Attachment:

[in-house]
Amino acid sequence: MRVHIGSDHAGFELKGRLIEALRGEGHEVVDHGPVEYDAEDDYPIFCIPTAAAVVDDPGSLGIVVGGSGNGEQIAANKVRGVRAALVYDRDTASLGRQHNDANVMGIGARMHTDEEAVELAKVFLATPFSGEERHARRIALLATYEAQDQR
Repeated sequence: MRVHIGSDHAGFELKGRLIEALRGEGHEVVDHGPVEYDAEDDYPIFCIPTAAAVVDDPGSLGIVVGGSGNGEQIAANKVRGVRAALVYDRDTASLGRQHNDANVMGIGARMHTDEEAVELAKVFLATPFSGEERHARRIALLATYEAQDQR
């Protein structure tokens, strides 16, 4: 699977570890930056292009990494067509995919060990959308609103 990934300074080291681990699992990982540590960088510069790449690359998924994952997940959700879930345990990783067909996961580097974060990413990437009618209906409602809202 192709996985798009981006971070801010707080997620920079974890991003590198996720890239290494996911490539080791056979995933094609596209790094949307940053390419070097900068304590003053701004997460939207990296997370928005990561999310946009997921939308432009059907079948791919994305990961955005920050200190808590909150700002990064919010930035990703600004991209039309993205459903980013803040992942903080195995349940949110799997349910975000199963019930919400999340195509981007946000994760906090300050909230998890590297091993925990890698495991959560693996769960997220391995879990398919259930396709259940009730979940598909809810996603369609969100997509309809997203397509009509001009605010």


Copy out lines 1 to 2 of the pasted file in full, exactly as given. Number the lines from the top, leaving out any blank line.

[in-house]
Amino acid sequence: MRVHIGSDHAGFELKGRLIEALRGEGHEVVDHGPVEYDAEDDYPIFCIPTAAAVVDDPGSLGIVVGGSGNGEQIAANKVRGVRAALVYDRDTASLGRQHNDANVMGIGARMHTDEEAVELAKVFLATPFSGEERHARRIALLATYEAQDQR